Palm Coast grew 10.3 percent between 2020 and 2022, to 98,411 people, according to the Census Bureau’s latest estimate, released today. The city is on pace to cross well past the 100,000 threshold this year, and based on the last two years’ trend, likely did so in February or March.
The city’s torrid growth pace makes it the 18th-fastest growing city in the nation in that span (out of 796 cities with populations of 50,000 or more), and the fifth-fastest growing in Florida, behind North Port (13.8 percent growth), Port St. Lucie (13.1), Cape Coral (11.9), and Fort Myers (11.1).
Palm Coast is now the 24th-largest city in Florida, surpassing Melbourne, Fort Myers and Sunrise in the last few years and making gains on Boca Raton. And Flagler County is the third-fastest growing county in the state.
“And it puts us squarely number one in our MSA,” Palm Coast Mayor David Alfin said. “Our metropolitan statistical area is extremely important. Because number one, they’ll have to rename the MSA, which never even included the words Palm Coast in the past. For site selectors and for Fortune 500 companies and for corporate America, we now are on their radar because of our ranking in the MSA.”
As the News-Journal first reported earlier this month, based on University of Florida estimates, Palm Coast was already the largest city in the Flagler-Volusia zone, exceeding the population of Deltona. In fact, it is now the largest city in Flagler, Volusia, St, Johns and Putnam counties. Today’s Census bureau figures specify that Deltona, while still growing, is at 97,265, up from 95,252 in 2021, just a 2 percent increase.
Bunnell, too, has grown almost as fast as Palm Coast, by 9 percent in two years, but from a smaller base, going from a population of 3,326 in 2020 to 3,631 in 2022. That growth is driven almost entirely by the Grand Reserve subdivision. The population of Flagler Beach, in comparison, has barely budged: from 5,162 to 5,279. that city has different challenges, not least of them its diminishing physical size as the ocean on one side and the Intracoastal on the other continue to grind at its shores.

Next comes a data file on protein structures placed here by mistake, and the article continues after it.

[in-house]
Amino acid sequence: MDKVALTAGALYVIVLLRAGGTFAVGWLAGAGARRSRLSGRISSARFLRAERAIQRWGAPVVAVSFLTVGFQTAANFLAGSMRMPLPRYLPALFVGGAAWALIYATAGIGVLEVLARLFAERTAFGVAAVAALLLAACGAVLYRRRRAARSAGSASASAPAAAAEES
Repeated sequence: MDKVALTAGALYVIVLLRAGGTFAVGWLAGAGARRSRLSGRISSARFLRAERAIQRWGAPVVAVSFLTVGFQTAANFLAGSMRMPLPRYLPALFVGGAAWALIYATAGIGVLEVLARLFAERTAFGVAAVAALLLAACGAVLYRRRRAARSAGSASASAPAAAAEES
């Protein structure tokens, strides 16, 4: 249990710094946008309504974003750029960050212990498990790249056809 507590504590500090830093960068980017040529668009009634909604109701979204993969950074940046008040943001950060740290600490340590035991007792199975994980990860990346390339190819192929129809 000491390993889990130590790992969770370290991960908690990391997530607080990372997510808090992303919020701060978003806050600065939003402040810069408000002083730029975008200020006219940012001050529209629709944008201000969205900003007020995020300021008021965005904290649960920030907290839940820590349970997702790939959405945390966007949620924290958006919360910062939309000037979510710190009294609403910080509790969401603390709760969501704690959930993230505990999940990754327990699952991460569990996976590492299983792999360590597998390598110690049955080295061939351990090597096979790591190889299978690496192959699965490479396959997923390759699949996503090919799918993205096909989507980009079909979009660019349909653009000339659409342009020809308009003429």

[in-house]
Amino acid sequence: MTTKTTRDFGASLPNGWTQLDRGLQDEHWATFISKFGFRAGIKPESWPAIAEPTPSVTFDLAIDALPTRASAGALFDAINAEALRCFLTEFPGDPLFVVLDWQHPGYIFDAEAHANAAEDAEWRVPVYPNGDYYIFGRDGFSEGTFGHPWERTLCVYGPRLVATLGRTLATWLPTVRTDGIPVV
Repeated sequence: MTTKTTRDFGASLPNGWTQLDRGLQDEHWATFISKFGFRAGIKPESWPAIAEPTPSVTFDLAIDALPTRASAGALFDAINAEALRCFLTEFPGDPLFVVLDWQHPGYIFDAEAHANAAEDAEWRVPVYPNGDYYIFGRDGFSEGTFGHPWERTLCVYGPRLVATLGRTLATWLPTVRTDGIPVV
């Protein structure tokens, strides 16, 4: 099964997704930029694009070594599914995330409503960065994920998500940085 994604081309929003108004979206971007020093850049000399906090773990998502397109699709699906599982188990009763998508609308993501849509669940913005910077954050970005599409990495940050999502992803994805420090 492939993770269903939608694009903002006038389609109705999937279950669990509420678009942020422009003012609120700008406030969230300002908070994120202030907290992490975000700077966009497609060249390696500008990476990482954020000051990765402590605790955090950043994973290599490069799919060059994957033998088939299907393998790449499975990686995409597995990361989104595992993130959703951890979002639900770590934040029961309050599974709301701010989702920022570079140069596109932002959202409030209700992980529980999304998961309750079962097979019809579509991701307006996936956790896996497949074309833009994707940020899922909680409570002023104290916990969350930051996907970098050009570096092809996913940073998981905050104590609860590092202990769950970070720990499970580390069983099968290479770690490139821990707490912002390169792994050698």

“No doubt we are a destination, from where we are in proximity and access to major population centers, but still being far enough away that we’re not in the middle of all that,” said County Commissioner Andy Dance. “That’s the challenge for us in our position, is protecting health safety and welfare and the character of the community.”
The vast trove of numbers was part of today’s Vintage 2022 population estimates by the Census Bureau. The numbers also included the latest housing estimates for Flagler County, which also grew sharply–from 55,990 housing units in 2020 to 60,778 units in 2022, an increase of 8.6 percent, more than double the 3.6 percent increase in housing units statewide, but still not enough to address a housing shortage.
According to the Flagler County Association of Realtors’ latest tabulations, Flagler County had a supply of just 3 months’ worth of housing in March–an improvement over a year ago, when the supply was below a month’s worth, but still very low compared to historic standards. The low inventory pushes up prices, with the median home selling at $372,000, and rental prices rising apace.
The growth has innumerable implications for the local infrastructure, social and emergency services, schools and tax policy, with the demographic breakdown affecting those implications. For example, between 2010 and 2020, the population shifted substantially toward an older set, with those 65 and older going from around 25 percent of the population to over 30 percent, while the school-age set fell substantially. That’s in part why health care and assisted living facilities have sprouted, including AdventHealth Palm Coast’s new hospital on Palm Coast Parkway, while schools have not.
“We are we are poorly skewed in our current demographic,” Alfin said, aging as a community since the last census. “We as a community need to find a balance and need to bring a younger resident to the city of Palm Coast for several reasons. There’s a financial factor, there’s a service level factor, but all cities thrive when they are in balance. When cities are out of balance. We suffer consequences. So for example, our ad valorem tax is squarely on the backs of 90 percent-plus of our single family homeowners. That’s out of balance. Our demographic age is growing older, not younger. It’s a fact that younger residents spend more financially and are better for the local economy. Those that are strangled with fixed income or pensions perhaps are not able to spend at the same rate. They don’t have large families to support so they don’t spend in the local economy as well. So there are a lot of reasons why bringing a younger resident to the city will be helpful.”